Tuesday, August 3, 2010

Critter Camp

Recently StudentMum posted about how to entertain the kids during summer, and she lamented that England doesn't make the same use of summer camps that we do here in the U.S. Although our kids haven't done any sleepaway camps, last week they attended their first day camp. Wait, I take that back, a couple of years ago, the Girl did a Mermaid Camp, and she loved it. But last week, both kids did a Critter Camp together at the same time, and they both loved it. They got to see and talk about various critters while hanging out with other kids. And Hubby and I got to have each morning to do whatever we wanted or needed to do, which, for him, usually involved surfing or working on outside parts of the house and which, for me, usually consisted of working on the dissertation or cleaning out inside parts of the house. But one morning, we just sat at the table and read and drank our warm morning beverages (he's coffee, I'm English Breakfast tea), and realized what a win-win this whole "camp" thing is.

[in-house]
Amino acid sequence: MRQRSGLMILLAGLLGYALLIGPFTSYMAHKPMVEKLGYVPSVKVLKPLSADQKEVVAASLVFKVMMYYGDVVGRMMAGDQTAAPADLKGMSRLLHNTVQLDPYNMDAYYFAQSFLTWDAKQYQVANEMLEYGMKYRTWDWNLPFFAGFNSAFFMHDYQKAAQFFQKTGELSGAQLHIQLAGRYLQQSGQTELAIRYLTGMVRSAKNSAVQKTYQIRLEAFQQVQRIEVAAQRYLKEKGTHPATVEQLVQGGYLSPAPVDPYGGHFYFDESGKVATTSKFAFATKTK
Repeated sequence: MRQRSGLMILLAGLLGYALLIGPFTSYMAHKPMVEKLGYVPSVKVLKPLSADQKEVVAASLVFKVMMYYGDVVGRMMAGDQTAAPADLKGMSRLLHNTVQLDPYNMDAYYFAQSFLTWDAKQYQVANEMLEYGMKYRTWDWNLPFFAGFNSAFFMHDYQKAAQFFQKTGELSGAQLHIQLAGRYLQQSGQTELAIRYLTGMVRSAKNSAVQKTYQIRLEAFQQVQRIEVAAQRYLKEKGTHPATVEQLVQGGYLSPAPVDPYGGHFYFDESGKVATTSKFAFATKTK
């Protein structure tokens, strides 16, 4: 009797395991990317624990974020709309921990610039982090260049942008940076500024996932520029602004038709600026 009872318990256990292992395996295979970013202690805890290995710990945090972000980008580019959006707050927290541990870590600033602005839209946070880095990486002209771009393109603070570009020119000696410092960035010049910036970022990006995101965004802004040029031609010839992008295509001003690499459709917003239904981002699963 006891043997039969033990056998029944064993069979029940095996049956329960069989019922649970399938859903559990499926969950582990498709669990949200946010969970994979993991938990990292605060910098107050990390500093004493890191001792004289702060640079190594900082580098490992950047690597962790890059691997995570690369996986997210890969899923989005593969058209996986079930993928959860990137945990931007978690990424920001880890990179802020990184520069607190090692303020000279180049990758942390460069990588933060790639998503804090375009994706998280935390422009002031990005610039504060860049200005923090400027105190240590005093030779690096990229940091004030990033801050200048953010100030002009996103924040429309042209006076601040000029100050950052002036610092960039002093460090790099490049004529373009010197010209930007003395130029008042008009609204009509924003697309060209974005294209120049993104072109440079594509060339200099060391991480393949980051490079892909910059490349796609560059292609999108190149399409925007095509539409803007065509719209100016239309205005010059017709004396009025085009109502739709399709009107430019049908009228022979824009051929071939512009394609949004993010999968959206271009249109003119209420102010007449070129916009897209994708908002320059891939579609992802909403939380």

I used to poo-poo all of those scheduled summer things. Why can't kids just be free? Typically, we take our month-long road trip to Colorado, and we just hang out as a family all loosey-goosey for a month. We didn't do the big trip year so that we could be more productive around the house, and I have missed the trip. But I am glad that the kids got to do the camp, and I think we'll look for other camps next summer that will work around our summer road trip. Who knows, maybe we can even do a camp while we're at one of our road trip destinations. I still believe in kids having a lot of open free-time to play or draw or whatever, but this whole camping thing is not half bad.

Anyhoo, camp week was great. But this week, I'm going to have to start working since classes start--ack!--in less than two weeks, and I'm also scheduled to lead some professional development workshops next Thursday and Friday. Time to work on syllabi and workshop material. Summer does fly by . . .

Sunday, August 1, 2010

Post-Dinner Exchange

Girl: "Mama, Can I sit on your vagina?"
Hubby: "Uh, that's what we usually call a lap."